How fast can scoliosis get worse?

Answered by Cody Janus

Scoliosis is a condition characterized by an abnormal sideways curvature of the spine. It can occur at any age, but it is most commonly diagnosed during childhood and adolescence when the body is growing rapidly. However, it is important to understand that scoliosis can still progress in adults, although at a slower pace.

When we talk about how fast scoliosis can get worse, it is important to note that every case is unique. The rate of progression can vary depending on various factors, including the individual’s age, the severity of the curvature, and the underlying cause of the scoliosis.

In children and adolescents, scoliosis can progress quite rapidly, especially during growth spurts. Curves can increase by several degrees in just a few months. This is why early detection and treatment are crucial in these age groups. Regular monitoring and intervention, such as bracing or surgery, can help slow down or even halt the progression of the curvature.

In adults, however, the progression of scoliosis tends to be slower. This is because the spine has already finished growing, and the curvature is usually more stable. On average, scoliosis curves in adults can progress by one to three degrees per year. While this may not seem like a significant change, over time, it can lead to an increase in pain, decreased mobility, and potential complications.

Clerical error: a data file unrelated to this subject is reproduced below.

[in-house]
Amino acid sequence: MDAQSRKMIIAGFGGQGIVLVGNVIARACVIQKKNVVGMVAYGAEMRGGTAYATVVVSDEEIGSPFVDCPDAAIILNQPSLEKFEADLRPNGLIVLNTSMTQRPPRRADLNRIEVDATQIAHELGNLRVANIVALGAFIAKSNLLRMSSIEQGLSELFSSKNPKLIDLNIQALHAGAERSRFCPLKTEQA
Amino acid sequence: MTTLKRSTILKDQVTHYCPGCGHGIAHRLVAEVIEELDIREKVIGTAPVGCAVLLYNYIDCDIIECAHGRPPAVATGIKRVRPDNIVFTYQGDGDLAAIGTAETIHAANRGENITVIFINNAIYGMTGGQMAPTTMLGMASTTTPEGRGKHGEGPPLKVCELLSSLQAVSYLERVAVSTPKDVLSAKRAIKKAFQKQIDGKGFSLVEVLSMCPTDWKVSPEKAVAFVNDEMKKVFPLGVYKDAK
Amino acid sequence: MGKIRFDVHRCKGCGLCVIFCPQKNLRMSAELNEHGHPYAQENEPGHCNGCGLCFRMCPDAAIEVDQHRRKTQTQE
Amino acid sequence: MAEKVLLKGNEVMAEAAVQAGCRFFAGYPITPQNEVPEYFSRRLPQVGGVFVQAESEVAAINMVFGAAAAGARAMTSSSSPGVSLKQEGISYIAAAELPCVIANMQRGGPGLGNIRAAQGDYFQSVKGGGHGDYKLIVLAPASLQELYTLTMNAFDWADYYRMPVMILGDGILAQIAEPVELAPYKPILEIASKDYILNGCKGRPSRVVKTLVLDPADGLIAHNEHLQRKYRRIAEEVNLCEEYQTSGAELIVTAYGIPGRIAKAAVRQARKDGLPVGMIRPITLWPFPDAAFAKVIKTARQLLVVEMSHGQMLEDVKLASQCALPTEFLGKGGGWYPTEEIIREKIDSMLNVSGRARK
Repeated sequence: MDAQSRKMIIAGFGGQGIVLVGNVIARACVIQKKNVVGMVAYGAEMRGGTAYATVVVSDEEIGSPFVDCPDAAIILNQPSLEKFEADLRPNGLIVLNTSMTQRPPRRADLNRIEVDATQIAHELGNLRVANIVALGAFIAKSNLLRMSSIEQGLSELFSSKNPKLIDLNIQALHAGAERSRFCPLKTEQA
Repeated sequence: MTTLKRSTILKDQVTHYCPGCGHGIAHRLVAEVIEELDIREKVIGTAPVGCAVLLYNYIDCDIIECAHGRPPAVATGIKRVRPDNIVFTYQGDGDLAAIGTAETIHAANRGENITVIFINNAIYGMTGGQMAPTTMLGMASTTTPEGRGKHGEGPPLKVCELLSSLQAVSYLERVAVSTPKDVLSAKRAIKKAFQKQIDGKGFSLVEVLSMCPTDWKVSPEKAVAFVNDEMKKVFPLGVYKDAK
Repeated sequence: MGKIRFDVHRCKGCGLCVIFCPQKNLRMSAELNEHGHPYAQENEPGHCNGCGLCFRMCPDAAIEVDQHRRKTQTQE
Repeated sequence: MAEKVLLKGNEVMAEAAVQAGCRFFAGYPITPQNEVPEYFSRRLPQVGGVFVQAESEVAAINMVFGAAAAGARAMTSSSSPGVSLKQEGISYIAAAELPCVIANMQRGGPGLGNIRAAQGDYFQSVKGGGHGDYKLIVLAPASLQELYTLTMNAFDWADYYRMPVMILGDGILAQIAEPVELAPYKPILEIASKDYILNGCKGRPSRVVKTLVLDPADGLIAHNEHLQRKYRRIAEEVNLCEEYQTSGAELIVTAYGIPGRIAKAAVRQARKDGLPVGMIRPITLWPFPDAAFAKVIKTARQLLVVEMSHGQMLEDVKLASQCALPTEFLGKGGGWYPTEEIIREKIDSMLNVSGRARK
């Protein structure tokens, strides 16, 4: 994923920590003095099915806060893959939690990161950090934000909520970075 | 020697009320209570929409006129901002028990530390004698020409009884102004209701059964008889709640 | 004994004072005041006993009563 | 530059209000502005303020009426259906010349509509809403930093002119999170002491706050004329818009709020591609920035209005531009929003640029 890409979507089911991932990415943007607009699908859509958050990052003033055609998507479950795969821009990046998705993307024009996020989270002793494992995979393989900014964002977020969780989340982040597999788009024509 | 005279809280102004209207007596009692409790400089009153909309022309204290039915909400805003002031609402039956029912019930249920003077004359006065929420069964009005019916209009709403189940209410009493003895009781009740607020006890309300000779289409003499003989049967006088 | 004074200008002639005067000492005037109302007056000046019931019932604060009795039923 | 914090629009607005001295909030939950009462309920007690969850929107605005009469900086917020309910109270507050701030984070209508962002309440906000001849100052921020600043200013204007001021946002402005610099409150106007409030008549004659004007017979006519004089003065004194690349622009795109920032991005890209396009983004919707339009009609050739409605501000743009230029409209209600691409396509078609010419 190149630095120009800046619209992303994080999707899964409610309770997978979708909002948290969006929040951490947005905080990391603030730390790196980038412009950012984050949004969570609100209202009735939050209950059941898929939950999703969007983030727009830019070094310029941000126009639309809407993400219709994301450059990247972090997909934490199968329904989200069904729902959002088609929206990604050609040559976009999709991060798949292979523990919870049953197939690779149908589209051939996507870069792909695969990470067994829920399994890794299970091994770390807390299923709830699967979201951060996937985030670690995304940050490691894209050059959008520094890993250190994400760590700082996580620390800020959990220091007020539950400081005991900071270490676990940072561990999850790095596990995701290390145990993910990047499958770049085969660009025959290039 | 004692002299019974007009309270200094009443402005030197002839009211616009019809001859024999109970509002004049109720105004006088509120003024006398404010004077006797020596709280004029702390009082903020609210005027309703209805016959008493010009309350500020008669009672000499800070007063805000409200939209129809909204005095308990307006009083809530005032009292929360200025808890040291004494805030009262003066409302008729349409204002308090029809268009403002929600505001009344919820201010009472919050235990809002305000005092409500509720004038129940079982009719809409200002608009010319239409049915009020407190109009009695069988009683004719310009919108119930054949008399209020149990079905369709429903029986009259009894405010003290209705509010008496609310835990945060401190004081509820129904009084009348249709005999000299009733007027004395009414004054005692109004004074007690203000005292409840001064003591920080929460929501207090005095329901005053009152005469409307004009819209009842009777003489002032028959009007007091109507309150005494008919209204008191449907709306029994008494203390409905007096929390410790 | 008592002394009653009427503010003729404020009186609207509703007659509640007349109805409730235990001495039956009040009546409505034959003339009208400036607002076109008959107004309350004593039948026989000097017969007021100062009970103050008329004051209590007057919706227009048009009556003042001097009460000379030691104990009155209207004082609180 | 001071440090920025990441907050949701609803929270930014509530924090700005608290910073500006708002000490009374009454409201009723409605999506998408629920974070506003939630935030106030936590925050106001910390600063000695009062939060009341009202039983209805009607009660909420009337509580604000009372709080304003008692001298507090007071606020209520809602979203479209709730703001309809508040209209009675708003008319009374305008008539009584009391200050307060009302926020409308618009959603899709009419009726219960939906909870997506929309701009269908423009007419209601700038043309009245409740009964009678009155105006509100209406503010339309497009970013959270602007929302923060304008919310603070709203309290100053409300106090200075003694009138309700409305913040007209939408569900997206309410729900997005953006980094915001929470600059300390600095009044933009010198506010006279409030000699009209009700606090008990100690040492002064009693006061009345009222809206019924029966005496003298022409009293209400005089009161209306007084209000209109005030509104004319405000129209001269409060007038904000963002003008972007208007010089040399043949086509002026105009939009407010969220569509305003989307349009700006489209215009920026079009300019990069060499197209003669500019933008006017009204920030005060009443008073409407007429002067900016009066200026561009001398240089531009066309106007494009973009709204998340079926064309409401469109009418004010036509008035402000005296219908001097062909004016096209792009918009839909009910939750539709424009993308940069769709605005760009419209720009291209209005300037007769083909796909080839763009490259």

It is worth noting that certain factors can contribute to a faster progression of scoliosis in adults. These include degenerative changes in the spine, osteoporosis (which weakens the bones), and muscle imbalances. Additionally, if scoliosis was initially diagnosed in childhood but left untreated, it can continue to progress into adulthood.

Regular monitoring of scoliosis is important for both children and adults. This typically involves periodic X-rays to assess the curvature and determine if any intervention is necessary. In some cases, treatment options such as bracing or surgery may still be recommended for adults with progressing scoliosis.

It is essential to stay proactive and seek medical attention if you notice any changes in your scoliosis curvature or experience worsening symptoms. Early intervention can help prevent further progression and manage the condition effectively.

In my personal experience, I have seen scoliosis progress in adults, including myself. As a teenager, I was diagnosed with a mild scoliosis curvature, but it was not deemed severe enough to require treatment at the time. However, over the years, I noticed increased pain and discomfort, and upon further evaluation, it was determined that my scoliosis had progressed. I underwent a combination of physical therapy and bracing to manage the curvature and prevent further progression. Regular check-ups and a proactive approach have been essential in managing my scoliosis as an adult.

To summarize, scoliosis can still progress in adults, although at a slower pace than in children and adolescents. The rate of progression can vary, but on average, scoliosis curves in adults can worsen by one to three degrees per year. Regular monitoring and early intervention are key to managing the condition effectively and preventing further complications.